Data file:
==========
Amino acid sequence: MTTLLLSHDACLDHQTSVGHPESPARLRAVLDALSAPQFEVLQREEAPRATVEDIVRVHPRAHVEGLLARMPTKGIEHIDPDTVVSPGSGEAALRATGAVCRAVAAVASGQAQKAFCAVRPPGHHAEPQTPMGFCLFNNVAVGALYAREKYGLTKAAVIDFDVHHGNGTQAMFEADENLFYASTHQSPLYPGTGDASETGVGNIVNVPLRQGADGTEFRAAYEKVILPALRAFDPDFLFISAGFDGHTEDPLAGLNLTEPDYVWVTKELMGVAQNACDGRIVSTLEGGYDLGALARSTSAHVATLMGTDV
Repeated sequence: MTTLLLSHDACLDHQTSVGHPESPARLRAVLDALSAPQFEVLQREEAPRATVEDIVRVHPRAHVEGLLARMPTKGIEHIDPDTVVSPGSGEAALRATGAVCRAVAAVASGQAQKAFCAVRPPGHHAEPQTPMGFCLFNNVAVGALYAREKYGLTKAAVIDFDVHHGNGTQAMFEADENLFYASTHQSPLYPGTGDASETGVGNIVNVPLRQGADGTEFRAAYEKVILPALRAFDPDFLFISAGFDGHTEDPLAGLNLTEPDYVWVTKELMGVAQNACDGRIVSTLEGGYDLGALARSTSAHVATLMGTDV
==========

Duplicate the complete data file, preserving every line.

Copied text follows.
Amino acid sequence: MTTLLLSHDACLDHQTSVGHPESPARLRAVLDALSAPQFEVLQREEAPRATVEDIVRVHPRAHVEGLLARMPTKGIEHIDPDTVVSPGSGEAALRATGAVCRAVAAVASGQAQKAFCAVRPPGHHAEPQTPMGFCLFNNVAVGALYAREKYGLTKAAVIDFDVHHGNGTQAMFEADENLFYASTHQSPLYPGTGDASETGVGNIVNVPLRQGADGTEFRAAYEKVILPALRAFDPDFLFISAGFDGHTEDPLAGLNLTEPDYVWVTKELMGVAQNACDGRIVSTLEGGYDLGALARSTSAHVATLMGTDV
Repeated sequence: MTTLLLSHDACLDHQTSVGHPESPARLRAVLDALSAPQFEVLQREEAPRATVEDIVRVHPRAHVEGLLARMPTKGIEHIDPDTVVSPGSGEAALRATGAVCRAVAAVASGQAQKAFCAVRPPGHHAEPQTPMGFCLFNNVAVGALYAREKYGLTKAAVIDFDVHHGNGTQAMFEADENLFYASTHQSPLYPGTGDASETGVGNIVNVPLRQGADGTEFRAAYEKVILPALRAFDPDFLFISAGFDGHTEDPLAGLNLTEPDYVWVTKELMGVAQNACDGRIVSTLEGGYDLGALARSTSAHVATLMGTDV